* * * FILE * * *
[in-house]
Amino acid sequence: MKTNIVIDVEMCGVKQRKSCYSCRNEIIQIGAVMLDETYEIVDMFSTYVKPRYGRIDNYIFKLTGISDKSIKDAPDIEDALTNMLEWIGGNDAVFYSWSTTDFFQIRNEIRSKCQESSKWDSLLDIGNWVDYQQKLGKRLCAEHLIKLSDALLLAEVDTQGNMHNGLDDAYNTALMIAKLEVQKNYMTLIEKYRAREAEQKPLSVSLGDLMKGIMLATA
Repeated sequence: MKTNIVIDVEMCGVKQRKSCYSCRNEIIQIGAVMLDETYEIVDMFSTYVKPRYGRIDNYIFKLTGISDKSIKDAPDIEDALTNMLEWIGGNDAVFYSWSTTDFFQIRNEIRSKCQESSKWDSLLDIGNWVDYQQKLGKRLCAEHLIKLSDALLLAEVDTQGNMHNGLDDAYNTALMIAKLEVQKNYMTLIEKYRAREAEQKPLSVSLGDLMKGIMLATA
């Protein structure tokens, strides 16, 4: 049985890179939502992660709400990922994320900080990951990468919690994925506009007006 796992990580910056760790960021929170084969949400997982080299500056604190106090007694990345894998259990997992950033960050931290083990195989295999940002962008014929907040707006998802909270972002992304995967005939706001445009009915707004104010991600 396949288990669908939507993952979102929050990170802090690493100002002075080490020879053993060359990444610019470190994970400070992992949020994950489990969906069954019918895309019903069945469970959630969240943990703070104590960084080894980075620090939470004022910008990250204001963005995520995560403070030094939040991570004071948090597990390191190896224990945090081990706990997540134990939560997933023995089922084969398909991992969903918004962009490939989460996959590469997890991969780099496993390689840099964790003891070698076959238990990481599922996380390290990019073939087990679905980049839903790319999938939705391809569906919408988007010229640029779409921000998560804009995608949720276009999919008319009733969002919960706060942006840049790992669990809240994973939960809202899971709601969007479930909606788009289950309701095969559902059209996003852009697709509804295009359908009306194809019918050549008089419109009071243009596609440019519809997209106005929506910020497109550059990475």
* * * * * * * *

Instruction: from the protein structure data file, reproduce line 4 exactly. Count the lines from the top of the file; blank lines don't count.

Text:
């Protein structure tokens, strides 16, 4: 049985890179939502992660709400990922994320900080990951990468919690994925506009007006 796992990580910056760790960021929170084969949400997982080299500056604190106090007694990345894998259990997992950033960050931290083990195989295999940002962008014929907040707006998802909270972002992304995967005939706001445009009915707004104010991600 396949288990669908939507993952979102929050990170802090690493100002002075080490020879053993060359990444610019470190994970400070992992949020994950489990969906069954019918895309019903069945469970959630969240943990703070104590960084080894980075620090939470004022910008990250204001963005995520995560403070030094939040991570004071948090597990390191190896224990945090081990706990997540134990939560997933023995089922084969398909991992969903918004962009490939989460996959590469997890991969780099496993390689840099964790003891070698076959238990990481599922996380390290990019073939087990679905980049839903790319999938939705391809569906919408988007010229640029779409921000998560804009995608949720276009999919008319009733969002919960706060942006840049790992669990809240994973939960809202899971709601969007479930909606788009289950309701095969559902059209996003852009697709509804295009359908009306194809019918050549008089419109009071243009596609440019519809997209106005929506910020497109550059990475």